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Related to Clastic Rock: clast, Carbonate rock
(fragmentai rock), sedimentary rock consisting wholly or chiefly of fragments of various rocks (magmatic, metamorphic, or sedimentary) and minerals (quartz, feldspar, mica, and sometimes glauconite and volcanic glass). Clastic rocks are subdivided into cemented and uncemented, or friable, rock. In cemented clastic rock, the bonding agents include carbonates (calcite and dolomite), silica oxides (opal, chalcedony, and quartz), iron oxides (limonite, goethite), and argillaceous minerals. Clastic rock often contains such organic remains as the shells of mollusks and tree trunks and branches.
The classification of clastic rock is based on the size of the fragments. There are coarse fragmental rocks, or psephites, whose fragments exceed 1 mm (uncemented psephites include blocks, boulders, cobbles, rock debris, grus, and gravel; among cemented psephites are conglomerates, breccia, and grit); sandy rocks, or psammites, with particles of 1–0.05 mm (sand and sandstone); silty rocks, or aleurites, with particles of 0.05–0.005 mm (aleurite and aleurolite); and clayey rocks, or pelites, with particles of less than 0.005 mm (clay, argillite). Sometimes the boundary between aleurites and pelites is set at a particle size of 0.001 mm. Clayey rock may be either chemical or detrital in origin. There are also mixed clastic rocks composed of fragments of different sizes—sandy, aleuritic, and clayey. Among mixed clastic rocks are various loams and sandy loams, which are widely found, particularly among recent continental deposits. Within the structural subtypes clastic rocks are further subdivided according to the mineral composition of the fragments and other features. Clastic rocks also include the products of volcanic eruptions—volcanic rubble and ash—both friable rocks and their cemented varieties, such as tuff, tuff breccia, and rocks that are intermediate between fragmental and volcanic rocks (tuffite and tufogenic rock).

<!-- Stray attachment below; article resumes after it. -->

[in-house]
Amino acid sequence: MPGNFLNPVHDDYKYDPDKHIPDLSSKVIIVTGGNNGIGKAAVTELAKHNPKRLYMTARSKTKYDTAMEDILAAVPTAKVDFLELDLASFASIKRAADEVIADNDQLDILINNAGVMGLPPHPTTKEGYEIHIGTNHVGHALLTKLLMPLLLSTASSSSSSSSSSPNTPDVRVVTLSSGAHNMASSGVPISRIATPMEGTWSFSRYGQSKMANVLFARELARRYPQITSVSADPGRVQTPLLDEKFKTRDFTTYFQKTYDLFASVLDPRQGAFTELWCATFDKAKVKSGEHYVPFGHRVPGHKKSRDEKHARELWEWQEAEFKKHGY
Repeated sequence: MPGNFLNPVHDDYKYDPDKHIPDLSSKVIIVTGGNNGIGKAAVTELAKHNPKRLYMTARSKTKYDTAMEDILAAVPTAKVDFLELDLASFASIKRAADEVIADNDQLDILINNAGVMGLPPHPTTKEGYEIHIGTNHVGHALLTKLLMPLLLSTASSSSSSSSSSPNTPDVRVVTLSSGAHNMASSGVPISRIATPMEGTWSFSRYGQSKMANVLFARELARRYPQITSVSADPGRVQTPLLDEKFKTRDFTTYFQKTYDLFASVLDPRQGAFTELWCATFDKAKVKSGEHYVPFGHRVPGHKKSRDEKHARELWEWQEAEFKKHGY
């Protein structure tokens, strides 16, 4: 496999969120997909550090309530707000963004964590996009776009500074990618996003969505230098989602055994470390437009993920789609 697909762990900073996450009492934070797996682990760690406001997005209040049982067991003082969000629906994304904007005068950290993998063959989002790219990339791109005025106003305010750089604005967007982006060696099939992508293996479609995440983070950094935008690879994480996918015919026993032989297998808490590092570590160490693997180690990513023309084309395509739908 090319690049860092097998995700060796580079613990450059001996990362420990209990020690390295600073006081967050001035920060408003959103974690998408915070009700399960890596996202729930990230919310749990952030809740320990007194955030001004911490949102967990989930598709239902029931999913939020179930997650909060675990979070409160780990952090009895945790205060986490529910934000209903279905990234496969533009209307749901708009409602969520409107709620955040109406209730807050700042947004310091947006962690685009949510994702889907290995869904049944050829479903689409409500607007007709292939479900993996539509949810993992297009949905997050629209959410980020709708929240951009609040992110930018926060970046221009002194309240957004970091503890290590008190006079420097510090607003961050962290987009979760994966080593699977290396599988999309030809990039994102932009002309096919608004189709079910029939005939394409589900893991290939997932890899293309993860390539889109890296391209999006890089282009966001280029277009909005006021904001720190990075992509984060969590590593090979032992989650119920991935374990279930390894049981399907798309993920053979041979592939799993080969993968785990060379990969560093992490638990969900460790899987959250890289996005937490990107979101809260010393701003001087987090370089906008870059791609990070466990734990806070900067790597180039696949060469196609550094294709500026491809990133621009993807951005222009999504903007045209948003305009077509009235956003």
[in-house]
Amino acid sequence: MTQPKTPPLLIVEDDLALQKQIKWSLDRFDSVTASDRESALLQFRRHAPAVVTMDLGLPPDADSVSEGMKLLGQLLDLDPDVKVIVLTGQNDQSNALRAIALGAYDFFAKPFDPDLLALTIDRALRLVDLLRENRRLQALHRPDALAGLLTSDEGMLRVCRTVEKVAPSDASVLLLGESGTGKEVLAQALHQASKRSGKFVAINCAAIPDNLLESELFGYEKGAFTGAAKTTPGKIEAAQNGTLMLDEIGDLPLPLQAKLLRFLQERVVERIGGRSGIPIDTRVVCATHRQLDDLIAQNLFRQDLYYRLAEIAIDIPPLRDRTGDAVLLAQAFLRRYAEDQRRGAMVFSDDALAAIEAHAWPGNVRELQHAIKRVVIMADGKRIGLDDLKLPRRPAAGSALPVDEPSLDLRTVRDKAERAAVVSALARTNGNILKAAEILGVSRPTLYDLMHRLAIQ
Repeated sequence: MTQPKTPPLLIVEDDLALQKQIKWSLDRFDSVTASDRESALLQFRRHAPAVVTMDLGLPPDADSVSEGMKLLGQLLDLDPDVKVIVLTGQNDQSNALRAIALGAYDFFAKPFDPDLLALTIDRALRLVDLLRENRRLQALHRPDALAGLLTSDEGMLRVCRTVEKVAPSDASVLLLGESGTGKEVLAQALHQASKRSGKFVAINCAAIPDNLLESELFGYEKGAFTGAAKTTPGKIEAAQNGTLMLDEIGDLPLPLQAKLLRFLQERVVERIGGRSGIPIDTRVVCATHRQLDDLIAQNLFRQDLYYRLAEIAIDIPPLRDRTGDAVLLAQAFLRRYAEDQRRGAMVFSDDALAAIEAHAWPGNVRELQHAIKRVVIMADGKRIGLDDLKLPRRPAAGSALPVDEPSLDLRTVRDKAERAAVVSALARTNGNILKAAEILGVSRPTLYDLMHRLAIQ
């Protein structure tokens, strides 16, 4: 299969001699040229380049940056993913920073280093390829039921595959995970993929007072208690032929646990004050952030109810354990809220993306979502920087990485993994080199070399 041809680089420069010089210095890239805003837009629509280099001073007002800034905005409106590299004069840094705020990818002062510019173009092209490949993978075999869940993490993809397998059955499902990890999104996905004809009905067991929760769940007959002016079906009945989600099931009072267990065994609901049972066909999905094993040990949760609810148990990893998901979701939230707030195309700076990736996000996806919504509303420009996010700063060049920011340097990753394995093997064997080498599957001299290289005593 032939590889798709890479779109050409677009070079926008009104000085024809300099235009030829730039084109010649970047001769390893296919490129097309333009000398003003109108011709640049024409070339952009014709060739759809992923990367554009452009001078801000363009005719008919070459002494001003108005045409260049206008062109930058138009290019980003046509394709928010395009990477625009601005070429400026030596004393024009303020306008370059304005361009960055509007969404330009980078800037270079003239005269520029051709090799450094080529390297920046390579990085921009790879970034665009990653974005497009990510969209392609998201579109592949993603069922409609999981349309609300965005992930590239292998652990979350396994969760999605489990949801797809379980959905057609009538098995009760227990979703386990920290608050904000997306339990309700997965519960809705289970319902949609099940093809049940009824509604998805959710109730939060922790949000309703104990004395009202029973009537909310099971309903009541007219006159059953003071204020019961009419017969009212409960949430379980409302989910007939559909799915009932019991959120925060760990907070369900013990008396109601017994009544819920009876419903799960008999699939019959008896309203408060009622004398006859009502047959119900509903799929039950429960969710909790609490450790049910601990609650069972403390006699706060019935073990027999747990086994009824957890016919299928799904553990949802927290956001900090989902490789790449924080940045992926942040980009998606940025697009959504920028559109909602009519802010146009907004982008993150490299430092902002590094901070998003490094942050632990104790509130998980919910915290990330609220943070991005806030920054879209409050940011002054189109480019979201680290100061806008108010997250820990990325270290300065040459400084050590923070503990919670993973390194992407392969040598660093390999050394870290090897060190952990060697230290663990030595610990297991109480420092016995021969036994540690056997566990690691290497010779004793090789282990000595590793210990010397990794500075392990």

Coarse fragmental rock is formed where the terrain is rugged and the environment highly dynamic; a level terrain and slow water and air currents are necessary to produce sandy, aleuritic, and clayey rocks. Clay particles precipitate chiefly in quiet water. In the littoral zone of seas and oceans, pebbles and gravel are deposited on the beach and in shallow water, but as one moves toward the depths of the basin, these rocks are replaced by sands, aleurites, and finally clayey silts (at depths below the action of waves and currents). However, gravel beds and sands are encountered at great depths as a result of the action of bottom and turbidity currents.
Clastic rocks are important building materials, and sand is used in the glass and metallurgical industries. River and sea sands contain placers of gold, platinum, precious stones, minerals (titanium, tin, tungsten), and rare and radioactive elements.
REFERENCESLogvinenko, N. V. Petrografiya osadochnykh porod (S osnovami metodiki issledovaniia), 2nd ed. Moscow, 1974.
Rukhin, L. B. Osnovy litologii, 3rd ed. Leningrad, 1969.
N. V. LOGVINENKO